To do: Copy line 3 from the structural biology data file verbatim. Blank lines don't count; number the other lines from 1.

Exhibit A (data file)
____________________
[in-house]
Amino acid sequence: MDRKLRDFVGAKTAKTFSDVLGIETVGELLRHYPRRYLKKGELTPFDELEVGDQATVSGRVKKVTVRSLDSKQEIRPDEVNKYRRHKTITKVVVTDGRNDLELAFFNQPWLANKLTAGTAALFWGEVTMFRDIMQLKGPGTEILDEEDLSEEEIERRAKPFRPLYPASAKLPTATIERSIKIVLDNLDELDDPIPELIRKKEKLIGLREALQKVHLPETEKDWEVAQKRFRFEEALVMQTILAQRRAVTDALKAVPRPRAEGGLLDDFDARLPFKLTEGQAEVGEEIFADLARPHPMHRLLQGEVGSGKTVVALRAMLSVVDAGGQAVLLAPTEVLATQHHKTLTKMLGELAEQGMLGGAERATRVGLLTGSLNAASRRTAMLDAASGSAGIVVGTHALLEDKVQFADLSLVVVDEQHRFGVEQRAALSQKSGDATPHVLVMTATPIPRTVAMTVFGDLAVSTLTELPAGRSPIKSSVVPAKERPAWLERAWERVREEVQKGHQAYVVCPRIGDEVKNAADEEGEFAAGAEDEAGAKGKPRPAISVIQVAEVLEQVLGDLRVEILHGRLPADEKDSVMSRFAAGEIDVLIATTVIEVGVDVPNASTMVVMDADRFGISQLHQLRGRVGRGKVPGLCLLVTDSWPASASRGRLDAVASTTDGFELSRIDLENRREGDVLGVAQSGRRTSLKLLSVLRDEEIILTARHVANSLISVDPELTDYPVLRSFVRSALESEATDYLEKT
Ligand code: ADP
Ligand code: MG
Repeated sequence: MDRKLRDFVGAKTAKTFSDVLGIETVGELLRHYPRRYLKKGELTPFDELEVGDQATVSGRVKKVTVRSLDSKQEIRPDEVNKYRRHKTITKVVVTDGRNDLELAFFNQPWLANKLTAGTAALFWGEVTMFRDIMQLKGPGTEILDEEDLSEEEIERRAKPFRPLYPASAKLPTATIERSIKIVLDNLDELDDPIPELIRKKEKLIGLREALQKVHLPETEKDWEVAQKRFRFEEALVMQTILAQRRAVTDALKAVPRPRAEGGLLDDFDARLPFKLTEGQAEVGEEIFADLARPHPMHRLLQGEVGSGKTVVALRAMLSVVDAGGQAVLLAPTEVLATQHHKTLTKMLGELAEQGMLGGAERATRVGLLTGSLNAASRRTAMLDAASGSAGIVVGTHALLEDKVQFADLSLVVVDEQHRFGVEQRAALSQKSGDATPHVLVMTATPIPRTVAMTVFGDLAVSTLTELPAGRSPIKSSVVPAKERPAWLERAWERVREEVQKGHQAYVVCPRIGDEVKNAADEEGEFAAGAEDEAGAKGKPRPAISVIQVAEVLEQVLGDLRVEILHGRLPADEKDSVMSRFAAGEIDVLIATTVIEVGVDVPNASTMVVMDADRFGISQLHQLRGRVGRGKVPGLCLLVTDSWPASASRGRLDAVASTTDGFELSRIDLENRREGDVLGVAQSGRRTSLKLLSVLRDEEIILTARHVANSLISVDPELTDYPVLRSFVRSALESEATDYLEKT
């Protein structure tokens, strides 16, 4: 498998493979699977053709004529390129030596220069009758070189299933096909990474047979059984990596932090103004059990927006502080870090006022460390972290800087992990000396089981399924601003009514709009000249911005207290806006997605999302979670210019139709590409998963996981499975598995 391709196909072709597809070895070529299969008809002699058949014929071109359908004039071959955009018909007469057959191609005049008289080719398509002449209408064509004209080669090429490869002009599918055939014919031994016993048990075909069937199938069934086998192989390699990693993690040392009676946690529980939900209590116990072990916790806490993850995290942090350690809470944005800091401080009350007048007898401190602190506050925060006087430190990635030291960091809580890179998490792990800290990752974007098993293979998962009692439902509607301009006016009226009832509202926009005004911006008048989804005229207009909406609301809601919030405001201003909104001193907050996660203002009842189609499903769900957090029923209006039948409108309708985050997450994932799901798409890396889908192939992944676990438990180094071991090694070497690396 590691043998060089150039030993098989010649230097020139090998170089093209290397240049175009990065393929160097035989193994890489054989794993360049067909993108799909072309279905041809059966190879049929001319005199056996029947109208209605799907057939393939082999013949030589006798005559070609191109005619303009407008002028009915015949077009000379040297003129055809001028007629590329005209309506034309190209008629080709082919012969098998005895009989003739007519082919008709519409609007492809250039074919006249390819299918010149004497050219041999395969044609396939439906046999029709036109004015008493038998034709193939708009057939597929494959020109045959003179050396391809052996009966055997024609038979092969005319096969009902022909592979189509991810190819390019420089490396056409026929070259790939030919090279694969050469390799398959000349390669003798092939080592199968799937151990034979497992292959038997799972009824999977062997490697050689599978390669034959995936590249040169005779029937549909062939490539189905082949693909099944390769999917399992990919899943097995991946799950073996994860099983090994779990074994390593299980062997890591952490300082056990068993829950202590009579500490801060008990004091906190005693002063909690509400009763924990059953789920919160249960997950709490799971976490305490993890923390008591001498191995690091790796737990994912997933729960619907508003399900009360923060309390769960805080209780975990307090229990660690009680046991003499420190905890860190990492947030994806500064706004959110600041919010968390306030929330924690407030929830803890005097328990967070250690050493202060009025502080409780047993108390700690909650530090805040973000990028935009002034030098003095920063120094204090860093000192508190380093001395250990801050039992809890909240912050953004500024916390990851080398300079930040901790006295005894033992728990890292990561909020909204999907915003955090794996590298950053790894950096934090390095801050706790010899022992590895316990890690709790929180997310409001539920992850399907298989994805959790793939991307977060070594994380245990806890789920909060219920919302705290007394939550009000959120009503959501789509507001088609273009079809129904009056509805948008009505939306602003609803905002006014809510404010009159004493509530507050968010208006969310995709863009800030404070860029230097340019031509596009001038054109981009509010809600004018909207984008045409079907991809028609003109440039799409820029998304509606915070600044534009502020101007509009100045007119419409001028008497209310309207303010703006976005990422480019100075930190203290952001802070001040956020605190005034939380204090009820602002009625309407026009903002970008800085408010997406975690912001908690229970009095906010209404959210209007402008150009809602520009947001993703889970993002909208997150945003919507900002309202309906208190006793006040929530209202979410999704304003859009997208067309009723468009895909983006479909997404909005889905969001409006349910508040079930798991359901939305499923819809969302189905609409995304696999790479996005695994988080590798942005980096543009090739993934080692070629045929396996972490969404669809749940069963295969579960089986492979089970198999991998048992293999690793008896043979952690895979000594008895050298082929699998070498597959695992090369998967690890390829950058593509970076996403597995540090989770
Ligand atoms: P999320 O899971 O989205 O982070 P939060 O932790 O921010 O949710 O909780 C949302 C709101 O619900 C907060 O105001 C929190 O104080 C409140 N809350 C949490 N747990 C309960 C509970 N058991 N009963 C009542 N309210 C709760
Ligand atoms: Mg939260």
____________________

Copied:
Ligand code: ADP